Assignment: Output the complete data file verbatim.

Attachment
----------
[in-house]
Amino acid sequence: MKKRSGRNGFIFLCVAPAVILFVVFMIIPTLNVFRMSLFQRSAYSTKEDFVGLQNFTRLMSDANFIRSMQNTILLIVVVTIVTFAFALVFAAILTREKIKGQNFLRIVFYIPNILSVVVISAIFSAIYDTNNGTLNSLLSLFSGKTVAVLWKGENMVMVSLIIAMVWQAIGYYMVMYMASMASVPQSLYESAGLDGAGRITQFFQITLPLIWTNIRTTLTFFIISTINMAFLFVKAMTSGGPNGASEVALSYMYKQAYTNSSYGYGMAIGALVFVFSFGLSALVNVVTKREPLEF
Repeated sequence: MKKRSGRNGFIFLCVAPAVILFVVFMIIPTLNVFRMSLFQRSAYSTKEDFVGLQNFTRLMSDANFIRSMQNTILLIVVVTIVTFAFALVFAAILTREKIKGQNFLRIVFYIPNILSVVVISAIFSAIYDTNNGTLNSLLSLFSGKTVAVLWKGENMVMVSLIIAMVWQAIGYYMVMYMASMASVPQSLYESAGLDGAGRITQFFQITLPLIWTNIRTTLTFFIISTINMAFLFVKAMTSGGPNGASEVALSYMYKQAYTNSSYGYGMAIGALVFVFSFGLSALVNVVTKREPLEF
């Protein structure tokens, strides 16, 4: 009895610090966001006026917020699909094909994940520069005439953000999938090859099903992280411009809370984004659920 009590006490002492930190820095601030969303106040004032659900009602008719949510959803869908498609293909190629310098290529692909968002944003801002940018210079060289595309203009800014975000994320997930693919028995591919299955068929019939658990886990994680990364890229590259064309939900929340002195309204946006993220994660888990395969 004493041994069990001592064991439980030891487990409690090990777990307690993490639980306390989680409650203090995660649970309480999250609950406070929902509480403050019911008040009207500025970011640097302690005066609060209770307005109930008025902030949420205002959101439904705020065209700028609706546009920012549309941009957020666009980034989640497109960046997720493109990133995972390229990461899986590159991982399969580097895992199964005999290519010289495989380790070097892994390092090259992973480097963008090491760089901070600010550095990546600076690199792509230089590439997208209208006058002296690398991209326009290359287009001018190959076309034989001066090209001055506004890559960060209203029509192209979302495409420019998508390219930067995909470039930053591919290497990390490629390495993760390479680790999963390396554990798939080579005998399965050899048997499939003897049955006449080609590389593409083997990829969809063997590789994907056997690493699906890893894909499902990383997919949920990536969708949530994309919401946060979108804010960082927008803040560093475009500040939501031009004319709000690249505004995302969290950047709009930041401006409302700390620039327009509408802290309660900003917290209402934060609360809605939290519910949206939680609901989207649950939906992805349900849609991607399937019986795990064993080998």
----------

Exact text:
[in-house]
Amino acid sequence: MKKRSGRNGFIFLCVAPAVILFVVFMIIPTLNVFRMSLFQRSAYSTKEDFVGLQNFTRLMSDANFIRSMQNTILLIVVVTIVTFAFALVFAAILTREKIKGQNFLRIVFYIPNILSVVVISAIFSAIYDTNNGTLNSLLSLFSGKTVAVLWKGENMVMVSLIIAMVWQAIGYYMVMYMASMASVPQSLYESAGLDGAGRITQFFQITLPLIWTNIRTTLTFFIISTINMAFLFVKAMTSGGPNGASEVALSYMYKQAYTNSSYGYGMAIGALVFVFSFGLSALVNVVTKREPLEF
Repeated sequence: MKKRSGRNGFIFLCVAPAVILFVVFMIIPTLNVFRMSLFQRSAYSTKEDFVGLQNFTRLMSDANFIRSMQNTILLIVVVTIVTFAFALVFAAILTREKIKGQNFLRIVFYIPNILSVVVISAIFSAIYDTNNGTLNSLLSLFSGKTVAVLWKGENMVMVSLIIAMVWQAIGYYMVMYMASMASVPQSLYESAGLDGAGRITQFFQITLPLIWTNIRTTLTFFIISTINMAFLFVKAMTSGGPNGASEVALSYMYKQAYTNSSYGYGMAIGALVFVFSFGLSALVNVVTKREPLEF
């Protein structure tokens, strides 16, 4: 009895610090966001006026917020699909094909994940520069005439953000999938090859099903992280411009809370984004659920 009590006490002492930190820095601030969303106040004032659900009602008719949510959803869908498609293909190629310098290529692909968002944003801002940018210079060289595309203009800014975000994320997930693919028995591919299955068929019939658990886990994680990364890229590259064309939900929340002195309204946006993220994660888990395969 004493041994069990001592064991439980030891487990409690090990777990307690993490639980306390989680409650203090995660649970309480999250609950406070929902509480403050019911008040009207500025970011640097302690005066609060209770307005109930008025902030949420205002959101439904705020065209700028609706546009920012549309941009957020666009980034989640497109960046997720493109990133995972390229990461899986590159991982399969580097895992199964005999290519010289495989380790070097892994390092090259992973480097963008090491760089901070600010550095990546600076690199792509230089590439997208209208006058002296690398991209326009290359287009001018190959076309034989001066090209001055506004890559960060209203029509192209979302495409420019998508390219930067995909470039930053591919290497990390490629390495993760390479680790999963390396554990798939080579005998399965050899048997499939003897049955006449080609590389593409083997990829969809063997590789994907056997690493699906890893894909499902990383997919949920990536969708949530994309919401946060979108804010960082927008803040560093475009500040939501031009004319709000690249505004995302969290950047709009930041401006409302700390620039327009509408802290309660900003917290209402934060609360809605939290519910949206939680609901989207649950939906992805349900849609991607399937019986795990064993080998």